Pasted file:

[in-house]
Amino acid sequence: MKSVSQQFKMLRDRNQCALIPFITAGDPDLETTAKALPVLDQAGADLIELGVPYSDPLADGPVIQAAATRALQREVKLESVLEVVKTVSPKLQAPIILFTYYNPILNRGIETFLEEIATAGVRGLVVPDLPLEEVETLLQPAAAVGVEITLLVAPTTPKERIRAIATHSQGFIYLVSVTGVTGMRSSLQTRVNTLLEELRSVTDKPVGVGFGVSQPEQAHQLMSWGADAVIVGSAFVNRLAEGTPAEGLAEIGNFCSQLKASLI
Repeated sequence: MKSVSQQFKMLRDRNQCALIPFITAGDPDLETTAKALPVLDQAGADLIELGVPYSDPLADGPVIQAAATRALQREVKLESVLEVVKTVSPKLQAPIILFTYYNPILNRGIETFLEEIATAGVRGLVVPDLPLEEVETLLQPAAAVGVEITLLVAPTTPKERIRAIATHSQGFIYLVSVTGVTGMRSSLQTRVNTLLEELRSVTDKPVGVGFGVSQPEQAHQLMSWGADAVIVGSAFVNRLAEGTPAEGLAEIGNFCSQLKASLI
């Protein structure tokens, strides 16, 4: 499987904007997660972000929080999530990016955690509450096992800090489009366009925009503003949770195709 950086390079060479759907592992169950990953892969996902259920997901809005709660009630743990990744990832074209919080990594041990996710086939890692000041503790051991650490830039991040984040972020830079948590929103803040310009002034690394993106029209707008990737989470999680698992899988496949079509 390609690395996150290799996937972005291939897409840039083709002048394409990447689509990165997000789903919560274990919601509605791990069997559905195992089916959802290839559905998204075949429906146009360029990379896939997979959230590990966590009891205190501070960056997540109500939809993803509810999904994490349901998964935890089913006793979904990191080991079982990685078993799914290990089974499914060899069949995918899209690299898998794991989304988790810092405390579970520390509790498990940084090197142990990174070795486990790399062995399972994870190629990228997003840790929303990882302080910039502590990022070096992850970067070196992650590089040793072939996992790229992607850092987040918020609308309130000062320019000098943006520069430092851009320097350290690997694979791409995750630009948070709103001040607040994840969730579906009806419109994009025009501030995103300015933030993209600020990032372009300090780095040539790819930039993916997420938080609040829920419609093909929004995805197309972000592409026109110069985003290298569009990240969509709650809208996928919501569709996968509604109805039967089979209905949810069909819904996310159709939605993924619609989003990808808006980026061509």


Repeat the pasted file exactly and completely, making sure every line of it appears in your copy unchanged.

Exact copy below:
[in-house]
Amino acid sequence: MKSVSQQFKMLRDRNQCALIPFITAGDPDLETTAKALPVLDQAGADLIELGVPYSDPLADGPVIQAAATRALQREVKLESVLEVVKTVSPKLQAPIILFTYYNPILNRGIETFLEEIATAGVRGLVVPDLPLEEVETLLQPAAAVGVEITLLVAPTTPKERIRAIATHSQGFIYLVSVTGVTGMRSSLQTRVNTLLEELRSVTDKPVGVGFGVSQPEQAHQLMSWGADAVIVGSAFVNRLAEGTPAEGLAEIGNFCSQLKASLI
Repeated sequence: MKSVSQQFKMLRDRNQCALIPFITAGDPDLETTAKALPVLDQAGADLIELGVPYSDPLADGPVIQAAATRALQREVKLESVLEVVKTVSPKLQAPIILFTYYNPILNRGIETFLEEIATAGVRGLVVPDLPLEEVETLLQPAAAVGVEITLLVAPTTPKERIRAIATHSQGFIYLVSVTGVTGMRSSLQTRVNTLLEELRSVTDKPVGVGFGVSQPEQAHQLMSWGADAVIVGSAFVNRLAEGTPAEGLAEIGNFCSQLKASLI
């Protein structure tokens, strides 16, 4: 499987904007997660972000929080999530990016955690509450096992800090489009366009925009503003949770195709 950086390079060479759907592992169950990953892969996902259920997901809005709660009630743990990744990832074209919080990594041990996710086939890692000041503790051991650490830039991040984040972020830079948590929103803040310009002034690394993106029209707008990737989470999680698992899988496949079509 390609690395996150290799996937972005291939897409840039083709002048394409990447689509990165997000789903919560274990919601509605791990069997559905195992089916959802290839559905998204075949429906146009360029990379896939997979959230590990966590009891205190501070960056997540109500939809993803509810999904994490349901998964935890089913006793979904990191080991079982990685078993799914290990089974499914060899069949995918899209690299898998794991989304988790810092405390579970520390509790498990940084090197142990990174070795486990790399062995399972994870190629990228997003840790929303990882302080910039502590990022070096992850970067070196992650590089040793072939996992790229992607850092987040918020609308309130000062320019000098943006520069430092851009320097350290690997694979791409995750630009948070709103001040607040994840969730579906009806419109994009025009501030995103300015933030993209600020990032372009300090780095040539790819930039993916997420938080609040829920419609093909929004995805197309972000592409026109110069985003290298569009990240969509709650809208996928919501569709996968509604109805039967089979209905949810069909819904996310159709939605993924619609989003990808808006980026061509």